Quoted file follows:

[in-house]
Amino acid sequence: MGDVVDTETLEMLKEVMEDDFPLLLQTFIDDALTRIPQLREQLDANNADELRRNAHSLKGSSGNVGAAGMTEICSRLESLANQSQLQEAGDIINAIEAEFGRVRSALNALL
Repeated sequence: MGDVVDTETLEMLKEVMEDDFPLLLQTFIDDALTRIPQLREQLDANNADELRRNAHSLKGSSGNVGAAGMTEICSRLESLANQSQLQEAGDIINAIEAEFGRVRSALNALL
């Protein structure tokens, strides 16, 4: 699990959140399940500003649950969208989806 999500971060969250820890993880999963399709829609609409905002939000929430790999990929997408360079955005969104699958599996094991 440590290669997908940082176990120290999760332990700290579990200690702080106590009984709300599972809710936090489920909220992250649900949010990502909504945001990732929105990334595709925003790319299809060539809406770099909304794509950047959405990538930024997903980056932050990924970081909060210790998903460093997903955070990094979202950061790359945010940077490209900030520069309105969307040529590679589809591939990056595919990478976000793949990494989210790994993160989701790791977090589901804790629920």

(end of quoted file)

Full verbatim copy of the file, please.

[in-house]
Amino acid sequence: MGDVVDTETLEMLKEVMEDDFPLLLQTFIDDALTRIPQLREQLDANNADELRRNAHSLKGSSGNVGAAGMTEICSRLESLANQSQLQEAGDIINAIEAEFGRVRSALNALL
Repeated sequence: MGDVVDTETLEMLKEVMEDDFPLLLQTFIDDALTRIPQLREQLDANNADELRRNAHSLKGSSGNVGAAGMTEICSRLESLANQSQLQEAGDIINAIEAEFGRVRSALNALL
């Protein structure tokens, strides 16, 4: 699990959140399940500003649950969208989806 999500971060969250820890993880999963399709829609609409905002939000929430790999990929997408360079955005969104699958599996094991 440590290669997908940082176990120290999760332990700290579990200690702080106590009984709300599972809710936090489920909220992250649900949010990502909504945001990732929105990334595709925003790319299809060539809406770099909304794509950047959405990538930024997903980056932050990924970081909060210790998903460093997903955070990094979202950061790359945010940077490209900030520069309105969307040529590679589809591939990056595919990478976000793949990494989210790994993160989701790791977090589901804790629920």